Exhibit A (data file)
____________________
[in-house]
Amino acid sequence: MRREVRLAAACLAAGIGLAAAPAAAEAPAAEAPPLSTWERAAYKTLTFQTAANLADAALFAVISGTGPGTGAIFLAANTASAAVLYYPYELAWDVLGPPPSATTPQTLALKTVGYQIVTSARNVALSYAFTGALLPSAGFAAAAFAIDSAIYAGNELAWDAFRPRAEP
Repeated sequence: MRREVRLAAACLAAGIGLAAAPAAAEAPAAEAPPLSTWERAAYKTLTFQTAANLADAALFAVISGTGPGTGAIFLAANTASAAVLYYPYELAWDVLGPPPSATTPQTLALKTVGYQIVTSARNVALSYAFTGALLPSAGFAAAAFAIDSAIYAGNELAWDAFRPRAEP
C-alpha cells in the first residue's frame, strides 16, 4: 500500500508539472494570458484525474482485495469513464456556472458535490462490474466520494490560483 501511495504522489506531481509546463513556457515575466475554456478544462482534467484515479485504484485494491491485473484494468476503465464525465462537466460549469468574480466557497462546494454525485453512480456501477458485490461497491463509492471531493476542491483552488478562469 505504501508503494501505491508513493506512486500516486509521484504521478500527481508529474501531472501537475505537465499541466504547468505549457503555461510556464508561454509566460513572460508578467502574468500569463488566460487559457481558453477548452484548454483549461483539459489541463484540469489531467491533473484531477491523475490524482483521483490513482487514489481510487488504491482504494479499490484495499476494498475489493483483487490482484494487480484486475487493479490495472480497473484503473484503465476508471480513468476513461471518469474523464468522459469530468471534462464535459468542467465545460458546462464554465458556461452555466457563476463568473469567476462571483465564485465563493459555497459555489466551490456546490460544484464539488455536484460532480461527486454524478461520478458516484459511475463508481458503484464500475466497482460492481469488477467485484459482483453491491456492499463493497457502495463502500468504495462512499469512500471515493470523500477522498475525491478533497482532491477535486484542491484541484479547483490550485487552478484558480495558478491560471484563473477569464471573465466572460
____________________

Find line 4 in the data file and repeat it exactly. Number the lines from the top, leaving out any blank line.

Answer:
C-alpha cells in the first residue's frame, strides 16, 4: 500500500508539472494570458484525474482485495469513464456556472458535490462490474466520494490560483 501511495504522489506531481509546463513556457515575466475554456478544462482534467484515479485504484485494491491485473484494468476503465464525465462537466460549469468574480466557497462546494454525485453512480456501477458485490461497491463509492471531493476542491483552488478562469 505504501508503494501505491508513493506512486500516486509521484504521478500527481508529474501531472501537475505537465499541466504547468505549457503555461510556464508561454509566460513572460508578467502574468500569463488566460487559457481558453477548452484548454483549461483539459489541463484540469489531467491533473484531477491523475490524482483521483490513482487514489481510487488504491482504494479499490484495499476494498475489493483483487490482484494487480484486475487493479490495472480497473484503473484503465476508471480513468476513461471518469474523464468522459469530468471534462464535459468542467465545460458546462464554465458556461452555466457563476463568473469567476462571483465564485465563493459555497459555489466551490456546490460544484464539488455536484460532480461527486454524478461520478458516484459511475463508481458503484464500475466497482460492481469488477467485484459482483453491491456492499463493497457502495463502500468504495462512499469512500471515493470523500477522498475525491478533497482532491477535486484542491484541484479547483490550485487552478484558480495558478491560471484563473477569464471573465466572460